Memorial University, February 2019
Abstract: "Given the growth of scholarship in early child education (ECE), as well as the rapid emergence of the sector as an area of academic inquiry, a team of special education/mental health scholars opted to explore its preemptive nature. Despite long and distinguished careers in childhood special educational needs (SEN), ECE has never been an area of attention for them, and they proceeded with unbiased perspectives to answer: Does participation in quality ECE lessen SEN and insulate children against requiring supports later in their school experience? Inclusive education is now an international standard for all children and the recent Canadian bilateral agreements between the federal and provincial/territorial governments strive to increase access to ECE for all children, including those with diverse needs. How inclusive is ECE and will access lessen the amount of support required by children with identified SEN, allowing them a smoother school start and ensuring better educational outcomes? Particular attention was given to children with specific needs: those with autism spectrum disorder (ASD) who typically struggle with starting school and usually require intensive supports; and those with mental health concerns. An extensive review of the literature, with particular attention to longitudinal studies, was undertaken by the team. Additionally, the Effective Pre-school, Primary and Secondary Education Project study in the UK was re-examined by Dr. Edward Melhuish to track the SEN of children across their full school experience. Public data from a representative number of Canadian provinces was also examined to help answer the questions above and illuminate the nature of inclusion in ECE programs. Surprisingly, while the literature was rich on the preemptive nature of ECE, provincial/ territorial data on inclusion during the early years was scant. Poor and inconsistent data collection processes, and an absence of policy to mandate it, sabotages the sector and leads to uninformed public policy. While all regions report policies supporting inclusive ECE programs, the absence of data and inclusive practice creates an illusion of inclusion during the early years. What emerges is significant, especially for the discipline of special education which traditionally views early identification and intervention as beginning at age six. By examining the impact of quality ECE with a common lens, both the ECE sector and the K-12 system obtain startling findings that poses an opportunity to develop earlier identification and intervention to alter the trajectory of the lives of vulnerable children. A continuum of evidence, from multiple studies in multiple countries unanimously converge on the preemptive nature of ECE on SEN. Inclusive, high quality ECE reduces SEN in young children and improves developmental outcomes, especially for vulnerable children and those with complex needs. The need for intervention is both removed for some children and reduced for others. Front loading interventions during the early years is wise public policy. Educators, parents, policy makers and governments could benefit from these findings."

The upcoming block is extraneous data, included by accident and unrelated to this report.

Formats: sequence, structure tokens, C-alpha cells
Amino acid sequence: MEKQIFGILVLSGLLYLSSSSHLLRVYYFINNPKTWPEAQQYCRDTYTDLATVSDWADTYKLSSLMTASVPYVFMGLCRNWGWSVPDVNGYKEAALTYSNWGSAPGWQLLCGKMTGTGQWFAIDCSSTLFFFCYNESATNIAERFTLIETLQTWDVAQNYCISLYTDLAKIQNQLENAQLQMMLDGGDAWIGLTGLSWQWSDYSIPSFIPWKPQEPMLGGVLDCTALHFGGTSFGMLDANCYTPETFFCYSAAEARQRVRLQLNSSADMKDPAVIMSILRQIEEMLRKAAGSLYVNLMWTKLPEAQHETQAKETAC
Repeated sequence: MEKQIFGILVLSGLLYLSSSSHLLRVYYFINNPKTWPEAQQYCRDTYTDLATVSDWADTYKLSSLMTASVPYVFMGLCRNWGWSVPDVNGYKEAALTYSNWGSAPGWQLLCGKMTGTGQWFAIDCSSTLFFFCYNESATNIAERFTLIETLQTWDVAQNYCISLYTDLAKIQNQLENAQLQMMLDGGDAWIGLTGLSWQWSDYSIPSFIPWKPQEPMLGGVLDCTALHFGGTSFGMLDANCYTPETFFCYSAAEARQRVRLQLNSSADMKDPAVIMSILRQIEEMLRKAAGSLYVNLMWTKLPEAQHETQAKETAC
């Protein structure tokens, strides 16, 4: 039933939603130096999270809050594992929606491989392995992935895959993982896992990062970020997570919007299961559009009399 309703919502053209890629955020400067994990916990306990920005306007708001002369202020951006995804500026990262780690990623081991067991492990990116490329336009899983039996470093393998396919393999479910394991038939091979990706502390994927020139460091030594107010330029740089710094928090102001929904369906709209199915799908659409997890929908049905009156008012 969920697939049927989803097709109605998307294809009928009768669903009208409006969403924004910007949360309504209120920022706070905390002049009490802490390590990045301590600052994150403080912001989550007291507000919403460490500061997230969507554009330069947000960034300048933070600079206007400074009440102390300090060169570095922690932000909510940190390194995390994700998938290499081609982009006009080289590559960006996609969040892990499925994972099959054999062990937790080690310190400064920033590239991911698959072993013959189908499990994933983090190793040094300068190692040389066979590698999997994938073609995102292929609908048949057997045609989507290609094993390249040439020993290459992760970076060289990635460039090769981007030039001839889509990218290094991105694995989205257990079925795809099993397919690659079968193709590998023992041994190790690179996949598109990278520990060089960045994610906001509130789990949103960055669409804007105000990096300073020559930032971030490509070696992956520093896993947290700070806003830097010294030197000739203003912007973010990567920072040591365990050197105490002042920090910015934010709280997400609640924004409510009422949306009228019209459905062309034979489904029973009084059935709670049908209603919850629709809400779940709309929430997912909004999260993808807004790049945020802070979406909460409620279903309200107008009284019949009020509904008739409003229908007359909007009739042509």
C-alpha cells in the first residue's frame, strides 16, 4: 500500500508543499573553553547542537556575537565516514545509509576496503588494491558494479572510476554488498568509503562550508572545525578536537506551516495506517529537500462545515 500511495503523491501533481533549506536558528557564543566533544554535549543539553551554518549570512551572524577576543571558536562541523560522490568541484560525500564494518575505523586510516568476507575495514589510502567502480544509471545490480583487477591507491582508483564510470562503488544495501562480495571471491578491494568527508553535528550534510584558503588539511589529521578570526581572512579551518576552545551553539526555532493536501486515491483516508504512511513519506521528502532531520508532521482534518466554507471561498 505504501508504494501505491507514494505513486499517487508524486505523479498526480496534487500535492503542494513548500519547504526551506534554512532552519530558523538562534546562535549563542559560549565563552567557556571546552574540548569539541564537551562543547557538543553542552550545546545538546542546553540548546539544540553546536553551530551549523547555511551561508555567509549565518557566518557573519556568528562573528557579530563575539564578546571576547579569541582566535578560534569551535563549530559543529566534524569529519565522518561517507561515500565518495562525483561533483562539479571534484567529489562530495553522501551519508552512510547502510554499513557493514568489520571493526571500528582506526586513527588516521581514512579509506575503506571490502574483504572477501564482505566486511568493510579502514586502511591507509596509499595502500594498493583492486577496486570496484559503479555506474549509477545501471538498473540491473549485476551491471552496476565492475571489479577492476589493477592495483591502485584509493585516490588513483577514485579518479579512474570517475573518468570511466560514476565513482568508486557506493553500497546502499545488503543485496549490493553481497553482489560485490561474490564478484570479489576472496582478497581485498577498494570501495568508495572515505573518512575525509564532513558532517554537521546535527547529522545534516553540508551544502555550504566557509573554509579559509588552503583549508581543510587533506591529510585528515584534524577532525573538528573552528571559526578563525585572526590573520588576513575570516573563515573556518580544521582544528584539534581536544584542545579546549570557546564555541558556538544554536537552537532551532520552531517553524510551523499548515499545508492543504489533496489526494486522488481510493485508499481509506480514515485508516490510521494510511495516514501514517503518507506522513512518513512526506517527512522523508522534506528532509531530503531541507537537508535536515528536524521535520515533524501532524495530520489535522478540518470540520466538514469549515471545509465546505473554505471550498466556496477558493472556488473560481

- To access the report